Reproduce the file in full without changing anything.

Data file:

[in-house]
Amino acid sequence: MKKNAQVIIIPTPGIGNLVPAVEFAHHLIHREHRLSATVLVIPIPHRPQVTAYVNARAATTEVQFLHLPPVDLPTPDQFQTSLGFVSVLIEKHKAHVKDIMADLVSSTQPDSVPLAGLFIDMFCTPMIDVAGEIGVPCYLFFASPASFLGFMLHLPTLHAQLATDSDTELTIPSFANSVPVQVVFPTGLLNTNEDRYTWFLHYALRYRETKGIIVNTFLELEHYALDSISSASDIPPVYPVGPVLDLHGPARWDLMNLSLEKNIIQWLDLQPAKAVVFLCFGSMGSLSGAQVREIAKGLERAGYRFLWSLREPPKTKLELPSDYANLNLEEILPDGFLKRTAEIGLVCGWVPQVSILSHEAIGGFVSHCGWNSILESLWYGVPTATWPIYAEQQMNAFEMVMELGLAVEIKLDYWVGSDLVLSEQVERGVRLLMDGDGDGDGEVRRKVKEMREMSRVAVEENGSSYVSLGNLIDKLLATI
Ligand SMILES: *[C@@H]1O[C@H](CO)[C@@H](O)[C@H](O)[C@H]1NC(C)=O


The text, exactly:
[in-house]
Amino acid sequence: MKKNAQVIIIPTPGIGNLVPAVEFAHHLIHREHRLSATVLVIPIPHRPQVTAYVNARAATTEVQFLHLPPVDLPTPDQFQTSLGFVSVLIEKHKAHVKDIMADLVSSTQPDSVPLAGLFIDMFCTPMIDVAGEIGVPCYLFFASPASFLGFMLHLPTLHAQLATDSDTELTIPSFANSVPVQVVFPTGLLNTNEDRYTWFLHYALRYRETKGIIVNTFLELEHYALDSISSASDIPPVYPVGPVLDLHGPARWDLMNLSLEKNIIQWLDLQPAKAVVFLCFGSMGSLSGAQVREIAKGLERAGYRFLWSLREPPKTKLELPSDYANLNLEEILPDGFLKRTAEIGLVCGWVPQVSILSHEAIGGFVSHCGWNSILESLWYGVPTATWPIYAEQQMNAFEMVMELGLAVEIKLDYWVGSDLVLSEQVERGVRLLMDGDGDGDGEVRRKVKEMREMSRVAVEENGSSYVSLGNLIDKLLATI
Ligand SMILES: *[C@@H]1O[C@H](CO)[C@@H](O)[C@H](O)[C@H]1NC(C)=O